“‘Somebody’s got to stop this’: New wave of ADA lawsuits hit Colorado, Southwest U.S. hard”

ADA filing mills have hit Colorado, with mom-and-pop businesses the prime targets, according to an investigation by The Denver Channel:

Now, people who call themselves disability advocates have filed a new wave of lawsuits across the Denver metro demanding settlements and claiming businesses are inaccessible to people with disabilities. …One case in Bailey, Colorado forced a man to shut down his restaurant indefinitely.

In this latest round of litigation, a woman from Arvada has filed nearly 70 cases in less than two months. There’s evidence to show the complaints are connected to a lawsuit-filing machine across the Southwest United States….

After Denver7 approached [plaintiff Melissa] Umphenour, her attorney asked the court to seal some of her new cases. The attorney did not want them to be subject to public inspection….

H.R. 620, a bill introduced in Congress with cosponsors from both political parties, would provide that persons seeking to file accessibility lawsuits of this sort “would have to write a demand letter to a business first. They could file a lawsuit only if the business fails to respond in writing within 60 days. If the business responds, it would have 120 days to fix to compliance issues or, at the very least, show substantial progress.”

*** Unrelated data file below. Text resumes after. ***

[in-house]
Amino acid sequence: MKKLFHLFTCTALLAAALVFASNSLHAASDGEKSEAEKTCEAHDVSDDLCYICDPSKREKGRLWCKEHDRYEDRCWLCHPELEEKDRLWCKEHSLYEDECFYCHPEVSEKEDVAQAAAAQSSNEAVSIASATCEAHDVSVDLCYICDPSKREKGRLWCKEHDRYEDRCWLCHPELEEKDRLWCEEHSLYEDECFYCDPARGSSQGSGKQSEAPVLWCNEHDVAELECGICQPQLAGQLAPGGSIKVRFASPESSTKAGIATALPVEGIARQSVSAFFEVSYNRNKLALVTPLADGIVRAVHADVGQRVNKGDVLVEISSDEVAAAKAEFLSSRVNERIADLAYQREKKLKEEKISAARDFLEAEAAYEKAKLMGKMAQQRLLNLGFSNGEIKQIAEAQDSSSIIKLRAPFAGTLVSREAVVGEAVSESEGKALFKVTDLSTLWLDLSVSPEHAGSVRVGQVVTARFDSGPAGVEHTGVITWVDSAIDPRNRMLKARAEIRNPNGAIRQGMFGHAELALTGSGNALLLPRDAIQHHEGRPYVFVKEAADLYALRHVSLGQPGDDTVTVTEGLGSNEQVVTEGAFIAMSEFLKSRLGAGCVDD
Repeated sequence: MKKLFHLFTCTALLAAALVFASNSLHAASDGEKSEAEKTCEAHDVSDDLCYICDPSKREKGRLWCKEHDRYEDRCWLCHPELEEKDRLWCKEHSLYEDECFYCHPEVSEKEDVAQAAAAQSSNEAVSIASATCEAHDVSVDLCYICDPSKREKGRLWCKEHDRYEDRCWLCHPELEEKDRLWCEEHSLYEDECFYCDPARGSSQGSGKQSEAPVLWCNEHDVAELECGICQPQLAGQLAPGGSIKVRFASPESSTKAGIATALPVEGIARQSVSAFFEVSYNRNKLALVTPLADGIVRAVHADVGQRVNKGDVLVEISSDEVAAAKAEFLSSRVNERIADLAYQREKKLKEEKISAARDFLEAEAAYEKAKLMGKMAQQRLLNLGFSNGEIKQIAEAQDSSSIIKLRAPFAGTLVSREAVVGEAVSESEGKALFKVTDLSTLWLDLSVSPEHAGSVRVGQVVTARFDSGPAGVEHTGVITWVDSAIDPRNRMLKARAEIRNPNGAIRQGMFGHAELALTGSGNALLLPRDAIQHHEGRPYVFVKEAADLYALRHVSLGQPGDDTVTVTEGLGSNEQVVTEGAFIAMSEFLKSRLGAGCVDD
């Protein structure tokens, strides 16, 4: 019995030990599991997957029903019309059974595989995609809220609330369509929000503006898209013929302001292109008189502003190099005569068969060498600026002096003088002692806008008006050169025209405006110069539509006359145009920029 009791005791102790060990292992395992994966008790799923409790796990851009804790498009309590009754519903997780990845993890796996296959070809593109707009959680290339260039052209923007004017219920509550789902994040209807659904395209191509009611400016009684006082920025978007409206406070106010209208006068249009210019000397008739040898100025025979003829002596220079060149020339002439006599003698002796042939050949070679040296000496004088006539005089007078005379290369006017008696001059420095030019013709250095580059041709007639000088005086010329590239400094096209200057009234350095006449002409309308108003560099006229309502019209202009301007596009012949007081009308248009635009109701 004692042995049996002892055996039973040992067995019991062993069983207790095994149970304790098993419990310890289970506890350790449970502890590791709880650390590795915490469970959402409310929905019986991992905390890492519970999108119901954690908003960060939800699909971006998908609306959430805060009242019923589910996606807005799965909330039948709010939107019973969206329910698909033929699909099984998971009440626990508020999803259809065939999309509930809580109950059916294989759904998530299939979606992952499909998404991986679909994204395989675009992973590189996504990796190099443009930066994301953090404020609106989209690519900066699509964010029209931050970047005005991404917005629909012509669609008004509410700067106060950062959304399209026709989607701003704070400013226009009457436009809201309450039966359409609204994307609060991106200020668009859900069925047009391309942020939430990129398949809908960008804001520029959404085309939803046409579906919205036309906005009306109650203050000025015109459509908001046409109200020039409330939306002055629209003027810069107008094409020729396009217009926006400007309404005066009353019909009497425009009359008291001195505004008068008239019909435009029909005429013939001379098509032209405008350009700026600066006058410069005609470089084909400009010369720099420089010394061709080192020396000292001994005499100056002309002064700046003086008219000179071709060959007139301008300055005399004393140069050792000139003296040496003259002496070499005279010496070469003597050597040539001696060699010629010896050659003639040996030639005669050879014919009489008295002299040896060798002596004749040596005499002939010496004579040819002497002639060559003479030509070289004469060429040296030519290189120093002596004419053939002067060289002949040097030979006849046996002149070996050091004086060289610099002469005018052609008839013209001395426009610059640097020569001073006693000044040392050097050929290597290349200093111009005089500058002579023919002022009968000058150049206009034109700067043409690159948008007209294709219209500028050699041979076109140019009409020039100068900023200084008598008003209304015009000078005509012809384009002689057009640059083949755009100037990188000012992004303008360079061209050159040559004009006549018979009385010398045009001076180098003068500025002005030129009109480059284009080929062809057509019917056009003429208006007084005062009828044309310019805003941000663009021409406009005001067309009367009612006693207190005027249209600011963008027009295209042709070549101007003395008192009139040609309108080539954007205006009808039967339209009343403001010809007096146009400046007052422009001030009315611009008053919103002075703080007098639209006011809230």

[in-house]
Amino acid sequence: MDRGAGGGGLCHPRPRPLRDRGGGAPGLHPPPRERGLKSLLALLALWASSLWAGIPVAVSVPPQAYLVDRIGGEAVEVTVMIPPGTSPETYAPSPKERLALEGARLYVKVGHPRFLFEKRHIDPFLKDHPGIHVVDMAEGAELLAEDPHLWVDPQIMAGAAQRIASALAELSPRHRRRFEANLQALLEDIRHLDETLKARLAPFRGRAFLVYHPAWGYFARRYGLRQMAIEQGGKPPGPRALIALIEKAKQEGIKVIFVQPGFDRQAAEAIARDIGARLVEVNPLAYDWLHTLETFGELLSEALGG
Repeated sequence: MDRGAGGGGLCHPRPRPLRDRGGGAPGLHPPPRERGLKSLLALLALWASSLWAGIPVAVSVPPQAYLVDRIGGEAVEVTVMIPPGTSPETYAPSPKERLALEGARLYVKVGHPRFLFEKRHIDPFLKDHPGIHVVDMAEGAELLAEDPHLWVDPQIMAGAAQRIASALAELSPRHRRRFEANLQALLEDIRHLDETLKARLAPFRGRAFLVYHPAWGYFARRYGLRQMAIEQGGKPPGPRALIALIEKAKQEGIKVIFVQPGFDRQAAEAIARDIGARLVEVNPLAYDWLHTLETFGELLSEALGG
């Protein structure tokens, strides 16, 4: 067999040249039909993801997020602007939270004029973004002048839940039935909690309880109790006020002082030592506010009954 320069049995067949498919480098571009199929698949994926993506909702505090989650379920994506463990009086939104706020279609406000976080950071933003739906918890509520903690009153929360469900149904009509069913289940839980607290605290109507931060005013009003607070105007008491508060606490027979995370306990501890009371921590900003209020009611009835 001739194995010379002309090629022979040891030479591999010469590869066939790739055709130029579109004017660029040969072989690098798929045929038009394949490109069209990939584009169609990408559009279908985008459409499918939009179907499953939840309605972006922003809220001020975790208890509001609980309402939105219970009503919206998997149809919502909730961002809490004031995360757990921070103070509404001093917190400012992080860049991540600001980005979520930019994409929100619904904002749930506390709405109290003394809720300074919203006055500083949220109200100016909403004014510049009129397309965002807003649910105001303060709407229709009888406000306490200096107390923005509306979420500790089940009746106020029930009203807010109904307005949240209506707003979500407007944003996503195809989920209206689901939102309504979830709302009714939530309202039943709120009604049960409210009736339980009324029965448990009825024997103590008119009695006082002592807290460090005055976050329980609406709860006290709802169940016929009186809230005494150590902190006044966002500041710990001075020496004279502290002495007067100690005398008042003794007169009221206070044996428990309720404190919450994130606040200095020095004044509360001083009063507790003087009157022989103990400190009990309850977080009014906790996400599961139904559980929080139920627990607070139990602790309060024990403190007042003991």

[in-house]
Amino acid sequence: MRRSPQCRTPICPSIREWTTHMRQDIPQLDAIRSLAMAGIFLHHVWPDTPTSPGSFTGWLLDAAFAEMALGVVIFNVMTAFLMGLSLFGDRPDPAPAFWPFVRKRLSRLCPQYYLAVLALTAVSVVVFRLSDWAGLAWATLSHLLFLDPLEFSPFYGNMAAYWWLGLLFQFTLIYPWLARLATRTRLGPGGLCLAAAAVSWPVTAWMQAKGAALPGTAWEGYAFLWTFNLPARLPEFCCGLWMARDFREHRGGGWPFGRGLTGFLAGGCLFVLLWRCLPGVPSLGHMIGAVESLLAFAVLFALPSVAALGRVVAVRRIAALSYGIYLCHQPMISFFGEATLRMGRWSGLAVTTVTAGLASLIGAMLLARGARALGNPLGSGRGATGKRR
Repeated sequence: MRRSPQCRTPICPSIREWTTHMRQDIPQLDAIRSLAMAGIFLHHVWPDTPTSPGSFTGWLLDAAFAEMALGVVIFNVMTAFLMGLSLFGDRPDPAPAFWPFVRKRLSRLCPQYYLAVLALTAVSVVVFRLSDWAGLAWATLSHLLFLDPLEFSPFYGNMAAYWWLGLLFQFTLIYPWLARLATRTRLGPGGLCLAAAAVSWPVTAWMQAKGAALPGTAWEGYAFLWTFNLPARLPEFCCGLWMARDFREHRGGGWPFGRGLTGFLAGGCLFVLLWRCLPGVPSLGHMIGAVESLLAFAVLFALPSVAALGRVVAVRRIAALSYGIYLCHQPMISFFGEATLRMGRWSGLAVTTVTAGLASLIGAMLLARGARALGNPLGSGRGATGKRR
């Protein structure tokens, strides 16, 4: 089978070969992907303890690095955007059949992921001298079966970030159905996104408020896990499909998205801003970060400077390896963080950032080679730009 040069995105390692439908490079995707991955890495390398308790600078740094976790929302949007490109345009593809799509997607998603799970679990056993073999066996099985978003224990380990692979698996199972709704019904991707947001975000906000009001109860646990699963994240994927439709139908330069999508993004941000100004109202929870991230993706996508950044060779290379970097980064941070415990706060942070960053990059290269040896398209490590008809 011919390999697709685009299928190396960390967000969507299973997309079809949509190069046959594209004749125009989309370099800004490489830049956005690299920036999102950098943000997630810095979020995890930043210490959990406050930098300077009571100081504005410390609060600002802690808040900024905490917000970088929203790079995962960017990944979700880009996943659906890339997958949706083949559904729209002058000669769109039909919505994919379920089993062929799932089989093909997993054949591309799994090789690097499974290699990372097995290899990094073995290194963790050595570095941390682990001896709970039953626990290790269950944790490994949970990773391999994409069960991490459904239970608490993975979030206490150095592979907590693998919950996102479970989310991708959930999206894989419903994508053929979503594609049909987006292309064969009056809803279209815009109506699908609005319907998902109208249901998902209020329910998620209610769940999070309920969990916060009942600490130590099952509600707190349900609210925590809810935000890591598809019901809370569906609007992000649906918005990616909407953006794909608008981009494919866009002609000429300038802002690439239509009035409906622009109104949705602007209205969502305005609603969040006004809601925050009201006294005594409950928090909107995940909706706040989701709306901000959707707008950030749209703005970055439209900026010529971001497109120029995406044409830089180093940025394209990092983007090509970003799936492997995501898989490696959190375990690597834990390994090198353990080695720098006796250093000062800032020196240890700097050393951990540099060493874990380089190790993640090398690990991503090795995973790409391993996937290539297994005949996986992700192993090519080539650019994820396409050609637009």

Switcheroo: newspaper publisher threatens to sue politician for libel

A Colorado state senator disparaged his hometown paper, the Grand Junction Daily Sentinel, as “fake news” (as well as “very liberal”). The publisher of the family-owned newspaper then responded with an editorial that struck a threatening tone: “see you in court.” [Corey Hutchins, Columbia Journalism Review]

More from Ken at Popehat to newspaper publisher: stop making things worse.

Labor and employment roundup

  • “This One Simple Trick — Used by Colin Kaepernick — Will Make It Harder To Fire You” [Coyote] And on the topic of retaliation, Obama administration appointeees have been revising doctrine in a direction sharply unfavorable to employers both at the EEOC and at OSHA, the latter of which has legal authority to enforce the retaliation provisions of many laws like Dodd-Frank unrelated to conventional occupational hazard [Jon Hyman on EEOC and OSHA]
  • In $5 million award, Texas jury finds SEIU playbook on janitors’ campaign encouraged lawbreaking disruption of target business and its clients [Jon Cassidy and Charles Blain, WSJ]
  • Obama administration’s new blacklisting rule on labor violations gives unions a whip hand in negotiations with federal contractors, as if by design [Marc Freedman, U.S. Chamber]
  • Finally, a state appellate court pokes a hole in the bizarre California Rule under which public employers may not reduce future pension benefits even when based on work not yet performed [Dan Walters/Sacramento Bee, Scott Shackford, Reason]
  • Hearing over expanding employment-law damages in Colorado highlights shift in EEO law toward goal of money extraction [Merrily Archer]
  • Post-Friedrichs, the future of mandatory union dues in public employment [Federalist Society podcast with Scott Kronland and William Messenger] “Big Labor Tries To Eliminate Right-To-Work By Lawsuit” [George Leef]